FIG. 2 shows the same wellbore setup except that a restriction has been imposed in inner area 7 of casing 3 above anchor 5, the restriction in FIG. 2 being a string of conventional production tubing 20. Tubing 20 has a substantially smaller inner diameter 21 than inner diameter 22 of casing 3. In order for whipstock 8 to be able to pass through small cross-sectional interior 23 of tubing 20, assuming that tubing 20 either can not or desirably is not removed from interior 7, whipstock 8 must be of a smaller diameter than it would be in the situation of FIG. 1 where there is no restriction in inner space 7 above anchor 5. This leads to the situation that a smaller than normal whipstock 8 is passed through interior 23 of production tubing 20 but then has to operate in the larger inner area 7 inside casing 3 below lower end 24 of production tubing 20.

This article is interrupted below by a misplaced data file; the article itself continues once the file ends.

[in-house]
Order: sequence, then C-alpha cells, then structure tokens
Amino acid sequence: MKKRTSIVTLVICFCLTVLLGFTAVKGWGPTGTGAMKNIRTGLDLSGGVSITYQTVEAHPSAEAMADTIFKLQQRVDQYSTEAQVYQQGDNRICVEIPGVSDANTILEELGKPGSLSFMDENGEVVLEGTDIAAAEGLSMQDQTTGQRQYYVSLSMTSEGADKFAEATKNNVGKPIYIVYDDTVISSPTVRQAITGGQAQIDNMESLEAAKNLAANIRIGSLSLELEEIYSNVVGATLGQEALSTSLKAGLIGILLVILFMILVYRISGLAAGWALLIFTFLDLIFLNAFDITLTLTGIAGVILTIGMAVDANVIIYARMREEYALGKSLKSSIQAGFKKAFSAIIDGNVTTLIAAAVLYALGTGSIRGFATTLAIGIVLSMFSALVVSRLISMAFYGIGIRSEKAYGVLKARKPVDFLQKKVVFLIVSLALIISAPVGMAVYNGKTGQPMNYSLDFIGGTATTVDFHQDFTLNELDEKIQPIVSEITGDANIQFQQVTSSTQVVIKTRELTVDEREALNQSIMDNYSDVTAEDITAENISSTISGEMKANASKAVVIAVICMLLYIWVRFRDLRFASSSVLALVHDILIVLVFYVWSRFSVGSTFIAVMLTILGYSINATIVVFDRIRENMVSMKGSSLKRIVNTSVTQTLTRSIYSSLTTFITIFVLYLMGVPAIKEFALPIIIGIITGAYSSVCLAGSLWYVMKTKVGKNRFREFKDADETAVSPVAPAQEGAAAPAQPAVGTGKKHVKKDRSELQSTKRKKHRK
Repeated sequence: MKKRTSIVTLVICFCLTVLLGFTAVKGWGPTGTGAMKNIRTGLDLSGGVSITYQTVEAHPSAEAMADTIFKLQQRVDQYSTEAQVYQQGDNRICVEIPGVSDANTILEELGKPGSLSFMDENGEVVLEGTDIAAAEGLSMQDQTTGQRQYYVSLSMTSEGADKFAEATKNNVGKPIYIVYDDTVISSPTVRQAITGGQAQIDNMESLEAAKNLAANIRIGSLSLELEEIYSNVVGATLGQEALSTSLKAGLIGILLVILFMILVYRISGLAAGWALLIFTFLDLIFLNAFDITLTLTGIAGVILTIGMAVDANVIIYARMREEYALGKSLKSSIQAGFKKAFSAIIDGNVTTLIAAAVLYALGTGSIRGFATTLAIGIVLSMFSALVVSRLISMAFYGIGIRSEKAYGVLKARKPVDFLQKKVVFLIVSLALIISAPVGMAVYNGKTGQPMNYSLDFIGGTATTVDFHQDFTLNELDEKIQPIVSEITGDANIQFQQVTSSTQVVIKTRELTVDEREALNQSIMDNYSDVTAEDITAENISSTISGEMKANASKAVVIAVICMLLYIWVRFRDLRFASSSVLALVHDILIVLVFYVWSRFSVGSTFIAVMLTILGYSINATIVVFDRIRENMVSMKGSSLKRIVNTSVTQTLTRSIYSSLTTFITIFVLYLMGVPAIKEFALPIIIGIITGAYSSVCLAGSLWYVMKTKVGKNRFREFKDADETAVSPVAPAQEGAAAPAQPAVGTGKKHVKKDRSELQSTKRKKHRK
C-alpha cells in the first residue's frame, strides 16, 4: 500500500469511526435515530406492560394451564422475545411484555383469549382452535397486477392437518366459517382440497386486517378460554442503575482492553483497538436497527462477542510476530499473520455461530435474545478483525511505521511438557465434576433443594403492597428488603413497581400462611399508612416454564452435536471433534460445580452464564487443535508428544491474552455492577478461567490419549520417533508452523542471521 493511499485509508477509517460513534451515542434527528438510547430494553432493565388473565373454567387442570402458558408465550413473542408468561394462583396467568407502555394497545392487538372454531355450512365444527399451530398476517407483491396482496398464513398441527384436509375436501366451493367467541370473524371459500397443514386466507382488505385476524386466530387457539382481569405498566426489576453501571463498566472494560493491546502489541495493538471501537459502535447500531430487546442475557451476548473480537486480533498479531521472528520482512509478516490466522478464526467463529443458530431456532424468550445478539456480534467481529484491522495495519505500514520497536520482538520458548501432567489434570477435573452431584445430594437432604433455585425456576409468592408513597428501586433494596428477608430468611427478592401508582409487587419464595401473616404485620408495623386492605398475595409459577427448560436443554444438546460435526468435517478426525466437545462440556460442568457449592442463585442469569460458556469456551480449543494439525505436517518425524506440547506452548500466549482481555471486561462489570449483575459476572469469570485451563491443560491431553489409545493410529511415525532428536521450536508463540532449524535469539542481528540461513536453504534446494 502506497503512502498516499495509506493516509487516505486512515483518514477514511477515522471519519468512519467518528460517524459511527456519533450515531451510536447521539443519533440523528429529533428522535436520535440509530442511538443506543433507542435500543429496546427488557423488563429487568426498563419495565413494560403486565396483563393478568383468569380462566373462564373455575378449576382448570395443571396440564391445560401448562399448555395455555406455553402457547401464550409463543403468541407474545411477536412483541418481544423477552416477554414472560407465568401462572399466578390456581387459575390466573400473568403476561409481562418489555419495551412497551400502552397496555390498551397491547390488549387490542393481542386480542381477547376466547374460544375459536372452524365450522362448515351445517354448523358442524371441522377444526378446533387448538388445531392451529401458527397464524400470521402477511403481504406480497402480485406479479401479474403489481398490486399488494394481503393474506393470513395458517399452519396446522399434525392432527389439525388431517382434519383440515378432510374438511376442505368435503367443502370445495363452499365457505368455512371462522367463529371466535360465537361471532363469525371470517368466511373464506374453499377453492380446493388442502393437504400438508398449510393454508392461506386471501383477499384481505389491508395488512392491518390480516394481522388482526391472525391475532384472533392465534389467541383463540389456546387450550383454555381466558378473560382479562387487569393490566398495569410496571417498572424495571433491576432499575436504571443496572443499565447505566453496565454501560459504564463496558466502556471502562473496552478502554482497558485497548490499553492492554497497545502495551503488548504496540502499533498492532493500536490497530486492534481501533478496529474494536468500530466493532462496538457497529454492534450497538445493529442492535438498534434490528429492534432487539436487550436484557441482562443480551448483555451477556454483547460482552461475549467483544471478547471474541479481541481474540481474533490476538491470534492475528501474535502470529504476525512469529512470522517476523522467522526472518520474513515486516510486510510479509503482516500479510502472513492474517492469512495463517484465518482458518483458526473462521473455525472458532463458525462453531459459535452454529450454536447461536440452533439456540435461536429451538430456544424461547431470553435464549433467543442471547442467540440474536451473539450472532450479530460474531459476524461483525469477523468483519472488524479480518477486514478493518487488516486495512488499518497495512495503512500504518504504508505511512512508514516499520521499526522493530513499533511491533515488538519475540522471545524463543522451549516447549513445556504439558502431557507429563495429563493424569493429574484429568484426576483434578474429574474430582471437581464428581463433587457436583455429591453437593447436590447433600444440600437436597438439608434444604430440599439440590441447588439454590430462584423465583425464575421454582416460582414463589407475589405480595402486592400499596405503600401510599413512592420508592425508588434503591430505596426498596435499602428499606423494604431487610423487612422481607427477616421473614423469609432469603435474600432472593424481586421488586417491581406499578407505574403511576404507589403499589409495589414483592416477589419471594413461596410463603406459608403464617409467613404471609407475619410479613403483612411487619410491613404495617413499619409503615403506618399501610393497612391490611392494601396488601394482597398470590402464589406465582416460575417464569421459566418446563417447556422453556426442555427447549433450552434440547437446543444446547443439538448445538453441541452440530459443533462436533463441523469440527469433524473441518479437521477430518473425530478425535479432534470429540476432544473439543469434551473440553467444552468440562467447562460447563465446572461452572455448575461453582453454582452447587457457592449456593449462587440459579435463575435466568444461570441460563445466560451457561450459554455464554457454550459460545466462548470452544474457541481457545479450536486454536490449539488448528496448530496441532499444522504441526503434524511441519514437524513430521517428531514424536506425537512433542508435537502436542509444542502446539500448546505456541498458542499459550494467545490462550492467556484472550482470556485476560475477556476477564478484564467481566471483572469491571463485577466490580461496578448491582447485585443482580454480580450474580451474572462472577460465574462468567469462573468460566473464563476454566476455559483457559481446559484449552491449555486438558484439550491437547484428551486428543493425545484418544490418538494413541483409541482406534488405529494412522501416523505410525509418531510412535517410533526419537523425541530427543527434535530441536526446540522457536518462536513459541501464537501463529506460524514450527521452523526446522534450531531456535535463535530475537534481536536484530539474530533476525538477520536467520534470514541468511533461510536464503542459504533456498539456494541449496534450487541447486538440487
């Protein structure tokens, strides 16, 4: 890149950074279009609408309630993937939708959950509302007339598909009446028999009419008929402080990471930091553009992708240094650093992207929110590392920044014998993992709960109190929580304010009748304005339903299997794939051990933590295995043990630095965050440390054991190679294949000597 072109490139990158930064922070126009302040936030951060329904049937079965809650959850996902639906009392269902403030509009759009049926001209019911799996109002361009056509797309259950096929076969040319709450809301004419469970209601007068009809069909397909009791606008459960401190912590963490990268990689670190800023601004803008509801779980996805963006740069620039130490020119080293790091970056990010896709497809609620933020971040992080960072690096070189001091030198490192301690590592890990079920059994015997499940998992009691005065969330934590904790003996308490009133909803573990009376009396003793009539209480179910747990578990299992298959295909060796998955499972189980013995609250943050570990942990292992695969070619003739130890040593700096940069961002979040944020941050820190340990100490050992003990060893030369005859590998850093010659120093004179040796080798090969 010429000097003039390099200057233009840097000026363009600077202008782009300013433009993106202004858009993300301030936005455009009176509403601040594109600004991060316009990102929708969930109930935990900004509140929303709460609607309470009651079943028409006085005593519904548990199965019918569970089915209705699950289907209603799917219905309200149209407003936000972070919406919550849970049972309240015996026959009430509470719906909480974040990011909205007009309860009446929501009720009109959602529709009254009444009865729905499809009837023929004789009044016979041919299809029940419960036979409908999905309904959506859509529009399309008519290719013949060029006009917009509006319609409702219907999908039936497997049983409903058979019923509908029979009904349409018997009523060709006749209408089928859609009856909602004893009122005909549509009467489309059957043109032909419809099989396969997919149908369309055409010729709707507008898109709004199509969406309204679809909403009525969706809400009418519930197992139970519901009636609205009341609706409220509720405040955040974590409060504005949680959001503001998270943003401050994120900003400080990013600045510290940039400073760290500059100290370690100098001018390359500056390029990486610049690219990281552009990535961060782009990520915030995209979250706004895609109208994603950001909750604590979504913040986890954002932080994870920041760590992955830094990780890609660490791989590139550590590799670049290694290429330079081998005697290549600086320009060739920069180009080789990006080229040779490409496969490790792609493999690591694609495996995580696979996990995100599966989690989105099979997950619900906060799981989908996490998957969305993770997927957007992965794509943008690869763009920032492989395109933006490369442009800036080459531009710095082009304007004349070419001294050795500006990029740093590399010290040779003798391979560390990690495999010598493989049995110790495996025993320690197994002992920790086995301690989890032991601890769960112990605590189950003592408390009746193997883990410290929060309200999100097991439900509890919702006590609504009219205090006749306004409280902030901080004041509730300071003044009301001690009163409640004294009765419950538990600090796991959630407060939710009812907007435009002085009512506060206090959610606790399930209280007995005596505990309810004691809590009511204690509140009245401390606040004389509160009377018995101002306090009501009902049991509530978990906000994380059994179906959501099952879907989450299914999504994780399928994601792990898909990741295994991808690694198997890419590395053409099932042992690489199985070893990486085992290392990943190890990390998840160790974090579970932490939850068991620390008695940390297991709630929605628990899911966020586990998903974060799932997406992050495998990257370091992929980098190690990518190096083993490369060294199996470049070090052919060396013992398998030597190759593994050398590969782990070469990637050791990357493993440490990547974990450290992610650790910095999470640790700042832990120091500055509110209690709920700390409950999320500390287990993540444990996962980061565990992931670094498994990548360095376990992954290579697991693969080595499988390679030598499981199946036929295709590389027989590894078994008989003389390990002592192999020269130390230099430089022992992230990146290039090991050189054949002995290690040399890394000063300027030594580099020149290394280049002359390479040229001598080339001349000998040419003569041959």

If a conventional prior art whipstock is employed in such a situation the whipstock will be tilted at an angle to long axis 4 when it comes to rest on anchor 5 as shown in FIG. 2 so that only a very small top portion 25 of whipstock 8 is supported by inner surface 13 of casing 3. When mill 12 is lowered through interior 23 as shown by arrow 26 until it impinges upon guide surface 11 as shown by arrow 27, unsupported back surface 10 of whipstock 8 tends to give or flex in the direction of arrow 28. Due to such flexure, the cutting elements of mill 12 tend to bite into guide surface 11 rather than inner surface 13. It is well known that once a cutting member takes a bite into another member it is preferentially drawn toward the member in which it is biting. Thus, in the situation of FIG. 2, with whipstock 8 flexing away from area 6 by the weight of mill 2 and the tubing that carries mill 12, mill 12 tends preferentially to bite into guide surface 11 and thereafter be pulled toward whipstock 8 and away from area 6. This is just the reverse of what is desired for this type of well operation.